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NOTE: CentOS Enterprise Linux is built from the Red Hat Enterprise Linux source code. Other than logo and name changes CentOS Enterprise Linux is compatible with the equivalent Red Hat version. This document applies equally to both Red Hat and CentOS Enterprise Linux.

2.3. Policy Role in Boot

SELinux plays an important role early in system start-up. Since all of the processes must be labeled with their proper domain, init does some essential actions early in the boot process that keep labeling and policy enforcement in sync.

  1. After the kernel has been loaded during boot, the initial process is assigned the predefined initial SID kernel. Initial SIDs are used for bootstrapping before the policy is loaded.

  2. /sbin/init mounts /proc/, then looks for the selinuxfs file system type. If it is present, that means SELinux is enabled in the kernel.

  3. If init does not find SELinux in the kernel, finds it is disabled via the selinux=0 boot parameter, or if /etc/selinux/config specifies that SELINUX=disabled, boot proceeds with a non-SELinux system.

    At the same time, init sets the enforcing status if it is different from the setting in /etc/selinux/config. This happens when a parameter is passed during boot. The default mode is permissive until the policy is loaded, then enforcement is set by the configuration file or by the parameters enforcing=0 or enforcing=1.

  4. If SELinux is present, /selinux/ is mounted.

  5. The kernel checks /selinux/policyvers for the supported policy version. init looks into /etc/selinux/config to see which policy is active, such as the targeted policy, and loads the associated file at $SELINUX_POLICY/policy.<version>.

    If the binary policy is not the version supported by the kernel, init attempts to load the policy file if it is a previous version. This provides backward compatibility with older policy versions.

    If the local settings in /etc/selinux/targeted/booleans are different from those compiled in the policy, init modifies the policy in memory based on the local settings prior to loading the policy into the kernel.

  6. Now that the policy is loaded, the initial SIDs are mapped to security contexts in the policy, as defined in $SELINUX_SRC/initial_sid_contexts. In the case of the targeted policy, the new domain is user_u:system_r:unconfined_t. The kernel can now begin to get security contexts dynamically from the in-kernel security server.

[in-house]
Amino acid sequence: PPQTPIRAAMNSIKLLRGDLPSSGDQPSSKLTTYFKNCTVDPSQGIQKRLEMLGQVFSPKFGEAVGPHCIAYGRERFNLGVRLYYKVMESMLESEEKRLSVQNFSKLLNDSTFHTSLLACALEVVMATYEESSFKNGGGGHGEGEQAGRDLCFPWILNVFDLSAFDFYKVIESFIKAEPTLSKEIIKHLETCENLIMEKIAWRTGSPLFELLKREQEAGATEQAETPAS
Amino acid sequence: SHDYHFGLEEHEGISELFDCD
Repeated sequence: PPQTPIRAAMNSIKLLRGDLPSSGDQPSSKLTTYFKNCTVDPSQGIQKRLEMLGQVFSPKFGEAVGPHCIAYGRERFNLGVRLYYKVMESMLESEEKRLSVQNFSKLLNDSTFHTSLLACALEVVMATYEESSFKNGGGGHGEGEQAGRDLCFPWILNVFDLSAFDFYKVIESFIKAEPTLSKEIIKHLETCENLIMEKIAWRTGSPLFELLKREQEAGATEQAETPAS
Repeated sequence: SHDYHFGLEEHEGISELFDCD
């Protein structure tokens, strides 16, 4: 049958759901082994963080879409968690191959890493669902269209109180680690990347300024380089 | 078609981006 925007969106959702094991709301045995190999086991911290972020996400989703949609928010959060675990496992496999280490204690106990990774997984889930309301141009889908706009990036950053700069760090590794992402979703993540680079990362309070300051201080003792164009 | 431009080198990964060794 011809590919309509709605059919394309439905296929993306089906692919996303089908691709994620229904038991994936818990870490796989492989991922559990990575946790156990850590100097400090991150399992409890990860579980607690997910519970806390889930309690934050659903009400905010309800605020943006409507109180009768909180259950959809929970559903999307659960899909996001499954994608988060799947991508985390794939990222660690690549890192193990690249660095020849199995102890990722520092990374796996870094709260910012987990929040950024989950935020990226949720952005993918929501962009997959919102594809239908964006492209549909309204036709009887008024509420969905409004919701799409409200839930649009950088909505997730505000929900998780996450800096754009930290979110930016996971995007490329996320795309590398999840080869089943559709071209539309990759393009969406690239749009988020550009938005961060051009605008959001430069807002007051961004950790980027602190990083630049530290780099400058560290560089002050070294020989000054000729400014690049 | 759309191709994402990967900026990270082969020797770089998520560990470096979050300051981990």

7. init then re-executes itself so that it can transition to a different domain, if the policy defines it. For the targeted policy, there is no transition defined and init remains in the unconfined_t domain.

  8. At this point, init continues with its normal boot.

The reason for init to re-execute itself is to accommodate stricter SELinux policy controls. The objective of a re-execution is to transition to a new domain with its own granular rules. The only way a process can gain a domain is during execution, meaning such programs are the only entry points into the domains. For example, if the policy has a specific domain for init such as init_t, there has to be a method to get from the initial SID, such as kernel, to the proper runtime domain for init. Because this transition may need to occur, init is coded to re-execute itself after loading the policy.

This transition with init happens if the rule domain_auto_trans(kernel_t, init_exec_t, <target_domain_t>) is present in the policy. This rule states that an automatic transition occurs on anything executing from the kernel_t domain that executes a file of type init_exec_t. When this execution occurs, the new process is assigned the domain <target_domain_t>, using an actual target domain such as init_t.

  Published under the terms of the GNU General Public License Design by Interspire